An example of a local community taking independent initiative against a national government without the help of an international organization can be seen in the case Community Mayagna (Sumo) Awas Tingni v Nicaragua (2001). Jaime Castillo Felipe, a leader of the Mayagna Awas (Sumo) Tingni Community lodged a petition against the Nicaraguan government that practiced commercial logging (ESCR-Net). Commercial logging can degrade the ecosystem functions of the natural forests, increasing the likelihood of severe fires, increasing greenhouse gas emissions and decreasing biodiversity (Sierra Forest Legacy). Supporting the advocacy of Jaime Castillo Felipe who recognized these dangers through years of direct local knowledge, the Inter-American Court on Human Rights ruled that the Nicaraguan government must adopt necessary measures to create an “effective mechanism for demarcation” (ESCR-Net). The action of one local leader was able to mitigate the detrimental effects national commercial logging has on global warming.
Therefore, Indigenous communities must utilize the decades of local knowledge they acquired about natural resources to promote the creation and modification of climate change policies on the national and international levels. Local knowledge is extremely valuable for policy makers to design “apposite adaptation and mitigation strategies to address the challenges of climate change” (Rahman and Alam 2016). If Indigenous individuals mobilize forces to hold the main drivers of climate change accountable, the prevention of further forced displacement of other Indigenous communities will be achievable.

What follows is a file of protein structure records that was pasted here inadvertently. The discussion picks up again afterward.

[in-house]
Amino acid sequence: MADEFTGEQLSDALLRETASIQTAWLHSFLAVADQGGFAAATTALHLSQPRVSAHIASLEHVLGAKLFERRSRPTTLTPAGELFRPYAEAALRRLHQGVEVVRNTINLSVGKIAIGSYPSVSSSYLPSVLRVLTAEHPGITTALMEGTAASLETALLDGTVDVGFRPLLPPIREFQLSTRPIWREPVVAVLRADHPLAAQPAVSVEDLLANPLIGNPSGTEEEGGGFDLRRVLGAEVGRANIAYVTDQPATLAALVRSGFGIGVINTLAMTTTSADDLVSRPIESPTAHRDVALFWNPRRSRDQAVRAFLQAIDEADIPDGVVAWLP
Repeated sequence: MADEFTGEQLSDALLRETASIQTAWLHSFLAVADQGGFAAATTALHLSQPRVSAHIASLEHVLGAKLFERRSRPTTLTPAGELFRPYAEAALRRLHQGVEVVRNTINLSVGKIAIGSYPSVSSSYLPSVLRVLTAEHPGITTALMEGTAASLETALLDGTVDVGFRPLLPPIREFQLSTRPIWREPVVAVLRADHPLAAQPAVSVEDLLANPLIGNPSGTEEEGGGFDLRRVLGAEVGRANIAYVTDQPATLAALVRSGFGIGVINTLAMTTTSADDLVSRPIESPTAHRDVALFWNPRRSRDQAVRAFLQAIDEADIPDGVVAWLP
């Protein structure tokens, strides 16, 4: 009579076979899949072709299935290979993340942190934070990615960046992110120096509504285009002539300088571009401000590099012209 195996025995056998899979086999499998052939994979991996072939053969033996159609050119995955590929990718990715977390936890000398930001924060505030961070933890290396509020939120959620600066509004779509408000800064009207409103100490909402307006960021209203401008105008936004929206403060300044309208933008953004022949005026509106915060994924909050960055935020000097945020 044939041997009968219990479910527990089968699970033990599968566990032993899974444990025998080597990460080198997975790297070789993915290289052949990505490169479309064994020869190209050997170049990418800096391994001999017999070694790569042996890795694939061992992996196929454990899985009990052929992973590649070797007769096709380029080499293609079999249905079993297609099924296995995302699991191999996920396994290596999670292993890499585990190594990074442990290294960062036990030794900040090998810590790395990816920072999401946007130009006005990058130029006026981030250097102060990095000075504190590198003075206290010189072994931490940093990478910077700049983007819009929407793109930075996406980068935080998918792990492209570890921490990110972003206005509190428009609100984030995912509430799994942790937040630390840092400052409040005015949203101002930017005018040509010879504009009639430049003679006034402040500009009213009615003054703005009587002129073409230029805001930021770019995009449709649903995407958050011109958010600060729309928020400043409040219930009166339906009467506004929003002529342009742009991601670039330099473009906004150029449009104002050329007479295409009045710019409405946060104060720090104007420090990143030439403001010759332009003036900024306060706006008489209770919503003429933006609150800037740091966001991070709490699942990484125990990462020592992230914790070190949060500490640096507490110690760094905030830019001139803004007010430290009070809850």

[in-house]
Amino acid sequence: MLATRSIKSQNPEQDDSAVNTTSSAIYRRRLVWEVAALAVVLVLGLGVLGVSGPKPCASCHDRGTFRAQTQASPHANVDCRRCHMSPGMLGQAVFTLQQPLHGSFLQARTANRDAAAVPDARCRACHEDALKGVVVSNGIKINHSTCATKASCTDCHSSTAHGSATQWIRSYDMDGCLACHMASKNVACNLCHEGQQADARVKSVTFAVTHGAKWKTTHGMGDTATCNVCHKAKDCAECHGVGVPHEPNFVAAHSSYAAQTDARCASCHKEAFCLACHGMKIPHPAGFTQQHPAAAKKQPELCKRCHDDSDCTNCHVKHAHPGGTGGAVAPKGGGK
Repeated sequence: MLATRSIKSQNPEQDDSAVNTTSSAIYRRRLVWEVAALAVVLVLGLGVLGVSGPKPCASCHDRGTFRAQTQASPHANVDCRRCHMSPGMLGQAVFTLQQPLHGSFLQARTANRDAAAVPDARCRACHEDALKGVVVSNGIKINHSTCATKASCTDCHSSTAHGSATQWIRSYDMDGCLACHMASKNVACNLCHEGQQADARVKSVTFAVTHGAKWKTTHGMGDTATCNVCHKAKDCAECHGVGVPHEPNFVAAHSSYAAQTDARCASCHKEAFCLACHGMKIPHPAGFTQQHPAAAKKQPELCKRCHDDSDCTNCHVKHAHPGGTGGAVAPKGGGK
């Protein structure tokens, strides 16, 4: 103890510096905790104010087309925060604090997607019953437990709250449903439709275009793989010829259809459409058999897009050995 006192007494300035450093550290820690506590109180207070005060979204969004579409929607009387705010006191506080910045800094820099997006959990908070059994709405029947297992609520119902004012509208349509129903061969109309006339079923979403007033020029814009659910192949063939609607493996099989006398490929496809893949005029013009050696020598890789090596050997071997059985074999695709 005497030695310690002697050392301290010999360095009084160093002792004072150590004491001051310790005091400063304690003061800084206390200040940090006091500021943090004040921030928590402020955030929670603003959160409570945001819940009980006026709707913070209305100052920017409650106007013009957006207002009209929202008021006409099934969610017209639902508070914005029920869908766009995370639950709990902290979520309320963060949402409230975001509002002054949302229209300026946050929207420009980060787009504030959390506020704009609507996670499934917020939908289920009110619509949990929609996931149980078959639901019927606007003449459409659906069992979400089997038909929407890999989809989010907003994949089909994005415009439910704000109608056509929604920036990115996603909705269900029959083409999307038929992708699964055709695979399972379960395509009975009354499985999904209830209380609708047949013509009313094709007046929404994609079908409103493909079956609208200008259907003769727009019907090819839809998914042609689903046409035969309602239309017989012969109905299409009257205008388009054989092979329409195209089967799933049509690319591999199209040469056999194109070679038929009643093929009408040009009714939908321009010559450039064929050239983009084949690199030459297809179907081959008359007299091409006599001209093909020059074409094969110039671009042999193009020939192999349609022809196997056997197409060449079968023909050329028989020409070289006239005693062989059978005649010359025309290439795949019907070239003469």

“Case of the Mayagna (SUMO) AWAS Tingni Community v. Nicaragua [Eng].” ESCR, https://www.escr-net.org/caselaw/2006/case-mayagna-sumo-awas-tingni-community-v-nicaragua-eng.
“Logging Impacts.” Logging Impacts - Sierra Forest Legacy, https://www.sierraforestlegacy.org/FC_FireForestEcology/FFE_LoggingImpacts.php.
Ackerly, Brooke A. 2018. "Responsibility for Climate Justice: A Human Rights Approach to Global Responsibility for Environmental Change and Impact." In Human Rights and Justice: Philosophical, Economic, and Social Perspectives, ed. Melissa Labonte and Kurt Mills. New York, NY: Routledge, 102-122.
Caney, Simon. 2014b. "Climate Change, Intergenerational Equity and the Social Discount Rate." Politics, Philosophy & Economics 13, 4: 320-342.
Chen, Cher Weixia, and Michael Gilmore. “Biocultural Rights: A New Paradigm for Protecting Natural and Cultural Resources of Indigenous Communities.” International Indigenous Policy Journal, vol. 6, no. 3, 2015, https://doi.org/10.18584/iipj.2015.6.3.3.
de-Shalit, Avner. 2011. "Climate Change Refugees, Compensation and Rectification." The Monist 94, 3: 310-328.
Hayward, Tim. 2009. "International Political Theory and the Global Environment: Some Critical Questions for Liberal Cosmopolitans." Journal of Social Philosophy 40, 2: 276-295.
Rahman, Md. Habibur, and Khurshed Alam. “Forest Dependent Indigenous Communities’ Perception and Adaptation to Climate Change through Local
Tsosie, Rebecca. 2007. "Indigenous People and Environmental Justice- the Impact of Climate Change." University of Colorado Law Review 78: 1625-1677.